The rise in allergies among young and old, alike, has not escaped the notice of both practitioner and layperson. Allergic diseases affect over 30 percent of individuals in many communities, but it is also estimated that the prevalence of allergic diseases in infants is approximately 30 percent in those with an allergic first-degree relative. Some blame the increase in toxin exposure and others blame the food, but most everyone admits the answers are not clear. Whether it be food, environmental, or skin allergies, one common denominator is the immune system and especially, its inflammatory department. But we can’t stop there. The immune system is very intricately linked to the microbiome of the entire body - not just that which resides in the gastrointestinal tract. In fact, it has often been said that the health and function of the immune system are directly associated with the diversity and health of the microbiome. If this is the case, then it is reasonable to consider the microbiome when seeking to solve the allergy enigma.
Most allergic reactions are manifested in the gastrointestinal tract, respiratory tract, and/or skin. Not surprisingly, these organ systems are also where the body’s microbiome is most heavily concentrated. A variety of bacterial species make their home in the intestinal tract, the mucous membranes, and on the surface of the epidermis. Considering that these three organ systems also represent the primary portals of entry for pathogens, it again is logical to see that the microbiome is so heavily concentrated here as it functions as the first line of defense against invading pathogens and antigens. A weak microbiome, or one which lacks biodiversity, is a poor defense system and therefore, the immune system is required to “pick up the slack” in identifying and protecting the body against invaders, which includes common allergens.
Several researchers have questioned the role of the microbiome in regulating the response of the immune system to potential antigens and eliciting an allergic response. For example, it has been found that an altered innate and adaptive immune response is responsible for allergic dermatitis (AD) and that skin inflammation is exacerbated by microbial dysbiosis in those with AD. Further, when the skin is colonized with Staphylococcus aureus, there is an increased IgE response, IL-4 and IL-13 expression, and increased food allergies. Likewise, children with milk allergies have higher total bacteria and anaerobic counts in their intestinal microbiome and children with peanut allergies had reduced microbial richness compared to healthy controls. However, when the microbiome of children with food allergies was enriched with Firmicutes such as Clostridia, their allergies resolved. Animal studies showed that Clostridia could modulate the allergic response of the immune system by reducing total IgE and improving epithelial integrity, repair, and homeostasis through the production of short-chain fatty acids.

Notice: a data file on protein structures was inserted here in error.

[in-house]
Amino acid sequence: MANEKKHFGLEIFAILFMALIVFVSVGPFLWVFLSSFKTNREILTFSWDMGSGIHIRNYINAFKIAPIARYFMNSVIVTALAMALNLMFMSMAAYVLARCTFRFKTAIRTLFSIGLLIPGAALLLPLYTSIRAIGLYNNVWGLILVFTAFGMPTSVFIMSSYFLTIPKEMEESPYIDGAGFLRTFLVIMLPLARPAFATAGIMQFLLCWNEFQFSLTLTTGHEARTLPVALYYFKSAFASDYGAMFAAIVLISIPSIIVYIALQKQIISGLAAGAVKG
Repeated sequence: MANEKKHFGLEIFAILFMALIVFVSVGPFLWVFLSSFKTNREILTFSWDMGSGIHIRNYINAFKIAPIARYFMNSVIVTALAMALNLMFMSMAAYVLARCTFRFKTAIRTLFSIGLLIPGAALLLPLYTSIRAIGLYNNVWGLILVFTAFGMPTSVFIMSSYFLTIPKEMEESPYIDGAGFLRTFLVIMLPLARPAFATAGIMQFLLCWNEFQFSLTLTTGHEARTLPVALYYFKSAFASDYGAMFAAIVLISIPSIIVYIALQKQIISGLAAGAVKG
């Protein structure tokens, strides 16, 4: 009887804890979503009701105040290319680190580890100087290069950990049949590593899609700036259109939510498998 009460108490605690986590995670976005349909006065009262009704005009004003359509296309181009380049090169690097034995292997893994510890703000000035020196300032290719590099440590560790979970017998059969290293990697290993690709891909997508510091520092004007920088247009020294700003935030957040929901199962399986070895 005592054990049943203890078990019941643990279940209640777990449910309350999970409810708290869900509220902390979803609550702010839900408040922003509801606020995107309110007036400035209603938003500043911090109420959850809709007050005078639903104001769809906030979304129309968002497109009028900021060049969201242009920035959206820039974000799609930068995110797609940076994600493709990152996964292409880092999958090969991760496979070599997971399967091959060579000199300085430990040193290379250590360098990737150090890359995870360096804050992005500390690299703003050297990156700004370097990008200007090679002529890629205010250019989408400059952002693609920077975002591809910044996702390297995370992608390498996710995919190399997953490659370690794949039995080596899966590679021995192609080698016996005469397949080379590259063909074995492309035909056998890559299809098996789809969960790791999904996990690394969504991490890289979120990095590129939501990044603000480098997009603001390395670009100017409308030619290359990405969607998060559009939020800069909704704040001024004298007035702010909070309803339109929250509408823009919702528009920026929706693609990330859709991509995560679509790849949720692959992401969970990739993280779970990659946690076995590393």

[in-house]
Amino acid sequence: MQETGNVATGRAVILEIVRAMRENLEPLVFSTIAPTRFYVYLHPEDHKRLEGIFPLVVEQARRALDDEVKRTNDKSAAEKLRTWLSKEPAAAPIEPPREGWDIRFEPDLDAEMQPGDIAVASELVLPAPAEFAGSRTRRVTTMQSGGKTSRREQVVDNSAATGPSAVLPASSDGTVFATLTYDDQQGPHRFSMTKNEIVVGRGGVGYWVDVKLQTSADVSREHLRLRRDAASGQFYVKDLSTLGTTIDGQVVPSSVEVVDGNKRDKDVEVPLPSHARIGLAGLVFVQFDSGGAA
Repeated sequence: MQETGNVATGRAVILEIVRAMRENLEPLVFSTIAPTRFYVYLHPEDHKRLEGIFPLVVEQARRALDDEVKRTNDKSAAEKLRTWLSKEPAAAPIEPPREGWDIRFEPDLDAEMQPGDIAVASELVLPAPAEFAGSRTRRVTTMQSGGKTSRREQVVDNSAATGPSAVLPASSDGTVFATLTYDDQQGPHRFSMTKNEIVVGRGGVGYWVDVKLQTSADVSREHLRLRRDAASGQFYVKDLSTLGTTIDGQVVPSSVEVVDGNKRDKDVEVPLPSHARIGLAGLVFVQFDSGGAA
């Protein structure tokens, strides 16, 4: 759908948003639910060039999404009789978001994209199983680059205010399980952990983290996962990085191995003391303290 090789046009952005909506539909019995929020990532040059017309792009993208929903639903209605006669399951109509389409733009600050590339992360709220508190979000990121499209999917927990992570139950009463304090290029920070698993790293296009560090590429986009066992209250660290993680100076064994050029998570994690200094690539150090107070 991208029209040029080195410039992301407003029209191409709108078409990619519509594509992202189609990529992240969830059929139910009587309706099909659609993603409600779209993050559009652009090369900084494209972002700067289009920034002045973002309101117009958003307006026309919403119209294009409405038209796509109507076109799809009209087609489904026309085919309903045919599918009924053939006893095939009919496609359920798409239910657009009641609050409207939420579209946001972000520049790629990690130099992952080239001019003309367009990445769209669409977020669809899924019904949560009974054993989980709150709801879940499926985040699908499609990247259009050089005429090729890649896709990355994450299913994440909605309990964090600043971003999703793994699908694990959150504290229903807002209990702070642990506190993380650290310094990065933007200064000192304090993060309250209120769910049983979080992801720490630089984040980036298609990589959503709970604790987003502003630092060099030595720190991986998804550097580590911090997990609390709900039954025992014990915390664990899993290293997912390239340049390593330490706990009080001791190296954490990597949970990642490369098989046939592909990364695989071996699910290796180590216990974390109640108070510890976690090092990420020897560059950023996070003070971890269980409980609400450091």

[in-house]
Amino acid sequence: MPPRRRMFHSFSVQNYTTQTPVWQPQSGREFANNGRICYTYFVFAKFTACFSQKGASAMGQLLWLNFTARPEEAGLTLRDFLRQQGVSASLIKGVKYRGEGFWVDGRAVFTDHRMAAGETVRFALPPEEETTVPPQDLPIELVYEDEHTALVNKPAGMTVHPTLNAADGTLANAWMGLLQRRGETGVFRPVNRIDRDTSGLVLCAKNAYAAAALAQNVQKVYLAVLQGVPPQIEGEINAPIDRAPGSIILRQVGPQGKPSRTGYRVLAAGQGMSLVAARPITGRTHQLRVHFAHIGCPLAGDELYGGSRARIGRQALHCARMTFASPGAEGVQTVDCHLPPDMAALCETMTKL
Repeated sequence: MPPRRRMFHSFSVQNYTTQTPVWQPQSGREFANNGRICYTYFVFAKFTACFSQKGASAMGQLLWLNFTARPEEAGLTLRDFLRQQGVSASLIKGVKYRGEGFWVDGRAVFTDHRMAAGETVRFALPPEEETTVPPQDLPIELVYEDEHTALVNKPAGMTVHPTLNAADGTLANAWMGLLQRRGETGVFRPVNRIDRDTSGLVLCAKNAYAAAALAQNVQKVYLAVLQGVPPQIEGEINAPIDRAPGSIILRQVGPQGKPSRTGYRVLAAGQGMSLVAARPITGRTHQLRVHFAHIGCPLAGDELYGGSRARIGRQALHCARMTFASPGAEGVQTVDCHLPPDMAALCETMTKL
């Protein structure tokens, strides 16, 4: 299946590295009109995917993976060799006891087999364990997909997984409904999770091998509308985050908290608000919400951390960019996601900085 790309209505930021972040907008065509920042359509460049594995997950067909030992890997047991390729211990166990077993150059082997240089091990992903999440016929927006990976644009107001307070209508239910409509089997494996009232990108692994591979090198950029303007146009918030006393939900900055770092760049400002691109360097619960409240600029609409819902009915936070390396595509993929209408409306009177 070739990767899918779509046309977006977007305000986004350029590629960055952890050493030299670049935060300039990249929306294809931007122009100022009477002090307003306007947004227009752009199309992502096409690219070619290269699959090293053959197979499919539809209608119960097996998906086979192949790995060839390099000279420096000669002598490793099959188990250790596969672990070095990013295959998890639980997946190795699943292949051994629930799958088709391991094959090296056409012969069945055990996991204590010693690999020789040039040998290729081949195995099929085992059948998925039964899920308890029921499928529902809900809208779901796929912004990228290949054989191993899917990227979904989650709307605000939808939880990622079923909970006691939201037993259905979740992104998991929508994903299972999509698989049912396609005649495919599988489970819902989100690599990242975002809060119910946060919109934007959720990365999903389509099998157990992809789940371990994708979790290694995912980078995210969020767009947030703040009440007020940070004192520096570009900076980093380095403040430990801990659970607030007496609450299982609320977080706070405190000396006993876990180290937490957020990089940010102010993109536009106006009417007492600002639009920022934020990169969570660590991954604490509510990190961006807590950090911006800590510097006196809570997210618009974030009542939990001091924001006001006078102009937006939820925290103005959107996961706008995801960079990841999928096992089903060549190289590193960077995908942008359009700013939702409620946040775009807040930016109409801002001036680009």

As researchers link a healthy microbiome to the function of the immune system in allergic conditions, more attention is being given to the role of prebiotics and probiotics in preventing and managing allergic conditions. In a systematic review and meta-analysis of randomized controlled trials seeking to evaluate the effect of early prebiotic supplementation on the risk of developing allergies, it was found that prebiotic supplementation during infancy reduced the risk of eczema, asthma, and food allergy. In fact, the risk for food allergies was reduced from 170 per 1000 children to 48 per 1000 children with prebiotic supplementation. Eczema is a common allergic manifestation of a cow’s milk allergy in children.
Another study, the worldwide, multicentre PATCH trial (Primary Allergy Prevention Through Cow's Milk Hydrolysates), included 1047 infants at risk for a cow’s milk allergy and found that the microbiome of infants fed a partially hydrolyzed protein formula supplemented with prebiotic oligosaccharides for six months more closely matched that of a breastfed infant, compared to infants fed a cow's milk formula. The result was a reduced risk of cow’s milk allergy among those infants at risk due to having a parent with a reported allergy. The European Academy of Allergy and Clinical Immunology (EAACI) now recommends using prebiotic supplementation for the prevention of allergy in not-exclusively breastfed infants regardless of their allergic risk to reduce the risk of allergy. Additionally, the World Allergy Organization (WAO) recommends using prebiotic supplementation only in infants not-exclusively breastfed to prevent the risk of allergy.
Prebiotics are not only just a food source for microbial strains, supporting their survival and colonization but also a unique food source that is fermented into short-chain fatty acids (SCFA) which play a role in immune development and maturation during early life, promote gut homeostasis and the regulation of inflammatory responses, epithelial integrity, IgA antibody responses, and can even epigenetically modify DNA.
In light of the devastating effects of allergic diseases, prebiotic supplementation in early infancy and childhood seems like a small price to pay for the high reward of preventing the development of these allergic reactions. And for those that are older, prebiotic supplementation can still support the microbiome, strengthen the immune system, and help manage the allergic reactions.